The ensuing protests, which were met with police fire, culminated in chaotic scenes on June 9, with civilians storming the president’s residence. Gotabaya fled the country, first to Singapore, then to Thailand.

Although the Rajapaksas have disappeared, their legacy lives on. Sri Lanka’s new president, Ranil Wickremesinghe, was appointed by parliament without a popular mandate and has already served as prime minister six times. Wickremesinghe also immediately drafted “emergency regulations” more draconian than those of his predecessor. His security forces violently chased away protesters and arrested dozens of protesters. There is even talk of Gotabaya being allowed to return to the country.

The problem in Sri Lanka is not simply who occupies the office of the presidency; it is the powerful executive presidency itself, which enables secrecy, corruption and financial mismanagement, and almost guarantees authoritarian governance.

In the short term, Sri Lankans should demand an end to the crackdown on peaceful protesters, which crushes civil rights in the name of fighting ‘terrorism’. In the long term, the country must rebalance its political structure by introducing democratic safeguards against abuses, corruption and human rights violations. This means strengthening local government, the judiciary, freedom of the press and civil society, while imposing limits on the executive. The country’s ethnic fissures must also be addressed through the demilitarization of the North and East, accountability for human rights abuses during the war, the repeal of draconian ‘counter-terrorism’ legislation and a political solution to the conflict. ethnic.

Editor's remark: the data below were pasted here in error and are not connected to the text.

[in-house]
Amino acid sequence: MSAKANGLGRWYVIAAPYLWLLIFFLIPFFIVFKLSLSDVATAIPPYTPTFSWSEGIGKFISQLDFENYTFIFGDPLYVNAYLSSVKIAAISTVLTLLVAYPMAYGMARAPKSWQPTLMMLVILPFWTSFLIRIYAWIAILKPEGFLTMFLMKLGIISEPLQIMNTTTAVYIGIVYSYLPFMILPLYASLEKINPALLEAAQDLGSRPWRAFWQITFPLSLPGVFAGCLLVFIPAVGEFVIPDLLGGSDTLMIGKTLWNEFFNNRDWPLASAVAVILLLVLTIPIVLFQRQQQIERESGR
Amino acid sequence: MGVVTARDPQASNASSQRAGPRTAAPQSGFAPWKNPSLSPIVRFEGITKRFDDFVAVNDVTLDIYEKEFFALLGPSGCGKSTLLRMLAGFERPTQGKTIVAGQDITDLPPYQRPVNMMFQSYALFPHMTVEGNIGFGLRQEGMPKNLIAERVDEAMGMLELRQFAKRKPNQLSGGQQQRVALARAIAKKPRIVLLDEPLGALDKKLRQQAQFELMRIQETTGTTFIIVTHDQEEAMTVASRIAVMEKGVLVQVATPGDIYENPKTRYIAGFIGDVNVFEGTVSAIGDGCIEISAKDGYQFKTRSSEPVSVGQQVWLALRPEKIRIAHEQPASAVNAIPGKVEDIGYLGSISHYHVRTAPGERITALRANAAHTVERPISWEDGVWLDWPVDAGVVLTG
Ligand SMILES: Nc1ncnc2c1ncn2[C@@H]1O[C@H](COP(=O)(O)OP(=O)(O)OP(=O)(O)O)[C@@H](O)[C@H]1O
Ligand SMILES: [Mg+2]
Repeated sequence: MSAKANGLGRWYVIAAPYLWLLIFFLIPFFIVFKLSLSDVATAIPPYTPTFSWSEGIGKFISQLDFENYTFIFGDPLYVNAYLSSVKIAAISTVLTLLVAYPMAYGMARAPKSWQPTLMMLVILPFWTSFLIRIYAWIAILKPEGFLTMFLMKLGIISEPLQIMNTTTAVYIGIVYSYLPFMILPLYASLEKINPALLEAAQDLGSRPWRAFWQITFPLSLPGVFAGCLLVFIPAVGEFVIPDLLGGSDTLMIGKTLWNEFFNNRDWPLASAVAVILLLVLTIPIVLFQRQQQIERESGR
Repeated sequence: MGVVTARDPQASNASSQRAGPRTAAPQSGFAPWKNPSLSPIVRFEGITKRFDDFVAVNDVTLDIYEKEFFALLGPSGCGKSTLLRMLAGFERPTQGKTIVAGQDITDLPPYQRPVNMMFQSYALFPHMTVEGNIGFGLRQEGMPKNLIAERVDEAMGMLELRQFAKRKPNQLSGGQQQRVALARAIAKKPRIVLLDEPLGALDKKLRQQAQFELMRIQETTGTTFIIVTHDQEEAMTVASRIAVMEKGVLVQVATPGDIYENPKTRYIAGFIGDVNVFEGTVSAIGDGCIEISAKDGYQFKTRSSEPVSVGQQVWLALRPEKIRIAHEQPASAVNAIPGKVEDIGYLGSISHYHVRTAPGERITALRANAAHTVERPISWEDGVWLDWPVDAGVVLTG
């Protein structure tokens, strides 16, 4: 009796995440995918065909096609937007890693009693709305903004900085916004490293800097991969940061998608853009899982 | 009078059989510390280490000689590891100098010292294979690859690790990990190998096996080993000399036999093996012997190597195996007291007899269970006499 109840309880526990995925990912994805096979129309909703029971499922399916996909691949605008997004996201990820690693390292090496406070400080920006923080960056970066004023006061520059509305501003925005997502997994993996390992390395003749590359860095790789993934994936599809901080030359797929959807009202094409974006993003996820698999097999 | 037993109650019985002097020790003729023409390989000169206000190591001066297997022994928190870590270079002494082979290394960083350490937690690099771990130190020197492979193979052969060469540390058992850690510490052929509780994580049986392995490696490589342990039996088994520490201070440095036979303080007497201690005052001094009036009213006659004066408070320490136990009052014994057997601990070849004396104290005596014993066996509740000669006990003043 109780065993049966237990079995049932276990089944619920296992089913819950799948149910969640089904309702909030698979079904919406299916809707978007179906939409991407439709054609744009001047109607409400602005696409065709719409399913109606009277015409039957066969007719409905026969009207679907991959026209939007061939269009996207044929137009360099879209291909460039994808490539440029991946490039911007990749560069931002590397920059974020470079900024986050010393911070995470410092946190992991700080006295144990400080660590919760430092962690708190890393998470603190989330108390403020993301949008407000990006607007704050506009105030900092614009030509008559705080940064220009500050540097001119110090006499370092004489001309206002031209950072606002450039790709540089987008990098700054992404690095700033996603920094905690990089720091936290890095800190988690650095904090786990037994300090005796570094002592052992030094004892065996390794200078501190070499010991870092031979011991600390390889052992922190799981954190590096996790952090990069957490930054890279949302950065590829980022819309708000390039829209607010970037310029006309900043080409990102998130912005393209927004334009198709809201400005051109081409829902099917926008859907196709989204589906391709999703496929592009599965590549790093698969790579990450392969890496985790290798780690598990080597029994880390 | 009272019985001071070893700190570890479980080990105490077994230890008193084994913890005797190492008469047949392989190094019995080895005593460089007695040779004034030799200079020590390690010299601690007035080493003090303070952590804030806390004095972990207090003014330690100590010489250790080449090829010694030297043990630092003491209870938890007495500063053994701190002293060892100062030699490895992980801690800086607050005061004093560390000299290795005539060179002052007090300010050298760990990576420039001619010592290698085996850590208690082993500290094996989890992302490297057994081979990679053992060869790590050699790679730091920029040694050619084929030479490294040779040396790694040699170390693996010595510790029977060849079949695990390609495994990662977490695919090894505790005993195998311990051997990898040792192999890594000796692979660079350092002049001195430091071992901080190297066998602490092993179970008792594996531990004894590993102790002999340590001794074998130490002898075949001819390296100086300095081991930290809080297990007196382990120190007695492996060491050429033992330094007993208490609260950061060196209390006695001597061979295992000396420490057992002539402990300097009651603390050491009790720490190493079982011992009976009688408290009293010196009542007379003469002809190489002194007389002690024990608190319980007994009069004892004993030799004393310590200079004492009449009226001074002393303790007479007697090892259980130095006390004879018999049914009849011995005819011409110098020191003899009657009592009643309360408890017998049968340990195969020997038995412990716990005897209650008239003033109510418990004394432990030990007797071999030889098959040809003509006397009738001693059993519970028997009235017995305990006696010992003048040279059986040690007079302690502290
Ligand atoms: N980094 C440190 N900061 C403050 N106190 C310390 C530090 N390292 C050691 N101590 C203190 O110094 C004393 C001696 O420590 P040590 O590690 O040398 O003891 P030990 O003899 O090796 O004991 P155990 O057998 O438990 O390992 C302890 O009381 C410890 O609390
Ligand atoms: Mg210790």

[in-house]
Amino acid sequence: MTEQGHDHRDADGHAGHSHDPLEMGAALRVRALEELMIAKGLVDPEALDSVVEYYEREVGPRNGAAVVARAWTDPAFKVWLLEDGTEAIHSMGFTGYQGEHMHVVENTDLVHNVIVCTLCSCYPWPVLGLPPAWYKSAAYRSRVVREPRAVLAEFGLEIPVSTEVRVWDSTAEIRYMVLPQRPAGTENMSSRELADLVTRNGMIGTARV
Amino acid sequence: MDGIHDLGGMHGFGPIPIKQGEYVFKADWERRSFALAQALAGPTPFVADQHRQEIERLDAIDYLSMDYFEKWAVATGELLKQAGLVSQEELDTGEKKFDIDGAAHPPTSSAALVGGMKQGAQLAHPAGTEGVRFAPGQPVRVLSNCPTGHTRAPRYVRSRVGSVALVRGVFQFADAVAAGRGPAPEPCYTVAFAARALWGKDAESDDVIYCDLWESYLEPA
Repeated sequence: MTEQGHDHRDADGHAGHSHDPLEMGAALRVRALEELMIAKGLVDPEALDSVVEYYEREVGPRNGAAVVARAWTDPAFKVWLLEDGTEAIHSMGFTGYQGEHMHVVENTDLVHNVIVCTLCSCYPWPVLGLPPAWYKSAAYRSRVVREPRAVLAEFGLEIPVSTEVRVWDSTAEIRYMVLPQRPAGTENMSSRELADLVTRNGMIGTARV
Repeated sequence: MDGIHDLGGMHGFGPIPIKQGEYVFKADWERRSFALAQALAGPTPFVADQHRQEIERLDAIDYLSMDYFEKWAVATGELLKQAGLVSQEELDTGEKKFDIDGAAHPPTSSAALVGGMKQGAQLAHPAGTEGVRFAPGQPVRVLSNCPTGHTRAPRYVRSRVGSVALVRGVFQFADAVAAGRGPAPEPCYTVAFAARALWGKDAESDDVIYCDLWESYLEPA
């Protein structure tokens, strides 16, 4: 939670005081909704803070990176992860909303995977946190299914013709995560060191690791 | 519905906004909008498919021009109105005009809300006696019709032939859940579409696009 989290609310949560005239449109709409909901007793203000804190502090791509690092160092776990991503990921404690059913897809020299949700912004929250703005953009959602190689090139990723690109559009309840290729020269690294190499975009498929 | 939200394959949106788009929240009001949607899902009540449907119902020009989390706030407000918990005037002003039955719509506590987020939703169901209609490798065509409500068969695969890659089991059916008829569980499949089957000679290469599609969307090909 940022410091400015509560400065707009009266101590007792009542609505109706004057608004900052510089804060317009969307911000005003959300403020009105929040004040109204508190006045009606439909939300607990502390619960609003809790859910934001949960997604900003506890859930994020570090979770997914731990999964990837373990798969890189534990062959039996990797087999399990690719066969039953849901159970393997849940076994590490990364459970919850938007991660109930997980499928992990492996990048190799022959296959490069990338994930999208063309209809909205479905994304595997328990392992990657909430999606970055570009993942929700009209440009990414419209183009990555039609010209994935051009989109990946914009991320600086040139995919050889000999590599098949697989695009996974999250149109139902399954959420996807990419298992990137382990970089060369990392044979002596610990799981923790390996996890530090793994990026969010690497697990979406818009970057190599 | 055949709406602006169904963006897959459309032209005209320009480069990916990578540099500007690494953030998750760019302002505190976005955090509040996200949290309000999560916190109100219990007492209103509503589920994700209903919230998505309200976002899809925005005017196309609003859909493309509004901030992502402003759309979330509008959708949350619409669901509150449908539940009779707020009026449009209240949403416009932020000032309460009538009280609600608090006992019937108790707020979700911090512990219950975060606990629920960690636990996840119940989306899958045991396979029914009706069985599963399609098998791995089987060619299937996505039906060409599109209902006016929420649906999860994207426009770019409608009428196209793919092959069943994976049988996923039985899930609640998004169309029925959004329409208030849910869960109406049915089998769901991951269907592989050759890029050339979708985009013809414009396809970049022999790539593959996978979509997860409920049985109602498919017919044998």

Sri Lanka’s debt and currency crisis can be alleviated through tax reform and international support, but that will not solve the fundamental problem. The island is seeking its seventeenth IMF bailout. Without dismantling corruption and mismanagement, and without building real human rights, the crisis in Sri Lanka is bound to repeat itself.

Ben Kumar Morris is the Campaign Director of the Sri Lankan Peace and Justice Campaign.